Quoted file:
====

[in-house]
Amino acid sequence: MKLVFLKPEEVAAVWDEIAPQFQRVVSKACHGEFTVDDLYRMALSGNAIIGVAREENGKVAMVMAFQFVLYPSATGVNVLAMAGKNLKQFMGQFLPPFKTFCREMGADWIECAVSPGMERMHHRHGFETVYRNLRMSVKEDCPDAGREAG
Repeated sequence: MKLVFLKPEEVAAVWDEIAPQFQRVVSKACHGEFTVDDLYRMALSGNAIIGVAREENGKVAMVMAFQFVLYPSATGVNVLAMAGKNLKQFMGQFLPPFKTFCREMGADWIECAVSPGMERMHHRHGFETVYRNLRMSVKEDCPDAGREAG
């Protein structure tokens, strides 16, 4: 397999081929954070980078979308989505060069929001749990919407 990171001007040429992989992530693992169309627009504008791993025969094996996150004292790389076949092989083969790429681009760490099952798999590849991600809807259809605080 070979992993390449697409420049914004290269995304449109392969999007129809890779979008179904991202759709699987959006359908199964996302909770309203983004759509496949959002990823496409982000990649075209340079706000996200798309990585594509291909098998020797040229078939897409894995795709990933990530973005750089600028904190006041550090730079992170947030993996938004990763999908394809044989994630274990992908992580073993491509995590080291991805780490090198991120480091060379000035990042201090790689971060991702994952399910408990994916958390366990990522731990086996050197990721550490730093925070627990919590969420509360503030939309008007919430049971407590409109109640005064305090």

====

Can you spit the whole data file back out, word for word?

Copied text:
[in-house]
Amino acid sequence: MKLVFLKPEEVAAVWDEIAPQFQRVVSKACHGEFTVDDLYRMALSGNAIIGVAREENGKVAMVMAFQFVLYPSATGVNVLAMAGKNLKQFMGQFLPPFKTFCREMGADWIECAVSPGMERMHHRHGFETVYRNLRMSVKEDCPDAGREAG
Repeated sequence: MKLVFLKPEEVAAVWDEIAPQFQRVVSKACHGEFTVDDLYRMALSGNAIIGVAREENGKVAMVMAFQFVLYPSATGVNVLAMAGKNLKQFMGQFLPPFKTFCREMGADWIECAVSPGMERMHHRHGFETVYRNLRMSVKEDCPDAGREAG
């Protein structure tokens, strides 16, 4: 397999081929954070980078979308989505060069929001749990919407 990171001007040429992989992530693992169309627009504008791993025969094996996150004292790389076949092989083969790429681009760490099952798999590849991600809807259809605080 070979992993390449697409420049914004290269995304449109392969999007129809890779979008179904991202759709699987959006359908199964996302909770309203983004759509496949959002990823496409982000990649075209340079706000996200798309990585594509291909098998020797040229078939897409894995795709990933990530973005750089600028904190006041550090730079992170947030993996938004990763999908394809044989994630274990992908992580073993491509995590080291991805780490090198991120480091060379000035990042201090790689971060991702994952399910408990994916958390366990990522731990086996050197990721550490730093925070627990919590969420509360503030939309008007919430049971407590409109109640005064305090």